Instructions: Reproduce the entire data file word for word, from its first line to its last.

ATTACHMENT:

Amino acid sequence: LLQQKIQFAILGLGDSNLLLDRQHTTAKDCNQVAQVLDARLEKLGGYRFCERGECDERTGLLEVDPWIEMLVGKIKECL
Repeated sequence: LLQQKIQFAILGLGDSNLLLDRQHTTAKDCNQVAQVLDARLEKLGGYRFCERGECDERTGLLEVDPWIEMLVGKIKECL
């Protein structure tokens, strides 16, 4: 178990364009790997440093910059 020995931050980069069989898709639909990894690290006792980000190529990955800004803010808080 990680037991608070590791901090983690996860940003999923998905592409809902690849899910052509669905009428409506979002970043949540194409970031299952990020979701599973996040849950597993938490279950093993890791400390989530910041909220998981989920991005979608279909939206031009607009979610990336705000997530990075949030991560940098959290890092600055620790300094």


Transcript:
Amino acid sequence: LLQQKIQFAILGLGDSNLLLDRQHTTAKDCNQVAQVLDARLEKLGGYRFCERGECDERTGLLEVDPWIEMLVGKIKECL
Repeated sequence: LLQQKIQFAILGLGDSNLLLDRQHTTAKDCNQVAQVLDARLEKLGGYRFCERGECDERTGLLEVDPWIEMLVGKIKECL
């Protein structure tokens, strides 16, 4: 178990364009790997440093910059 020995931050980069069989898709639909990894690290006792980000190529990955800004803010808080 990680037991608070590791901090983690996860940003999923998905592409809902690849899910052509669905009428409506979002970043949540194409970031299952990020979701599973996040849950597993938490279950093993890791400390989530910041909220998981989920991005979608279909939206031009607009979610990336705000997530990075949030991560940098959290890092600055620790300094």